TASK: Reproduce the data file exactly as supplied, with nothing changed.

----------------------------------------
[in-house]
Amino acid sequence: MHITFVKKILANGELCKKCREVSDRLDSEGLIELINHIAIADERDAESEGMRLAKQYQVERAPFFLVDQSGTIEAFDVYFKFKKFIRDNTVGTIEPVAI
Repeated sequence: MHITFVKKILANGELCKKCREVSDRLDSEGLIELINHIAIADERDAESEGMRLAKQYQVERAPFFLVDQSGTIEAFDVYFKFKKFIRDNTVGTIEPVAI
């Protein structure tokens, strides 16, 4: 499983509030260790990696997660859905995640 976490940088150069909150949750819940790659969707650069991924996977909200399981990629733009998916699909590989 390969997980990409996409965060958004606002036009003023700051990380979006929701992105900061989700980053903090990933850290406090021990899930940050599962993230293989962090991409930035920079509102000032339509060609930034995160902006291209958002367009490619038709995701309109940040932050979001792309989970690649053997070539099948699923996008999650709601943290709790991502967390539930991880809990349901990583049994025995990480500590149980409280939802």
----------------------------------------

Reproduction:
[in-house]
Amino acid sequence: MHITFVKKILANGELCKKCREVSDRLDSEGLIELINHIAIADERDAESEGMRLAKQYQVERAPFFLVDQSGTIEAFDVYFKFKKFIRDNTVGTIEPVAI
Repeated sequence: MHITFVKKILANGELCKKCREVSDRLDSEGLIELINHIAIADERDAESEGMRLAKQYQVERAPFFLVDQSGTIEAFDVYFKFKKFIRDNTVGTIEPVAI
């Protein structure tokens, strides 16, 4: 499983509030260790990696997660859905995640 976490940088150069909150949750819940790659969707650069991924996977909200399981990629733009998916699909590989 390969997980990409996409965060958004606002036009003023700051990380979006929701992105900061989700980053903090990933850290406090021990899930940050599962993230293989962090991409930035920079509102000032339509060609930034995160902006291209958002367009490619038709995701309109940040932050979001792309989970690649053997070539099948699923996008999650709601943290709790991502967390539930991880809990349901990583049994025995990480500590149980409280939802």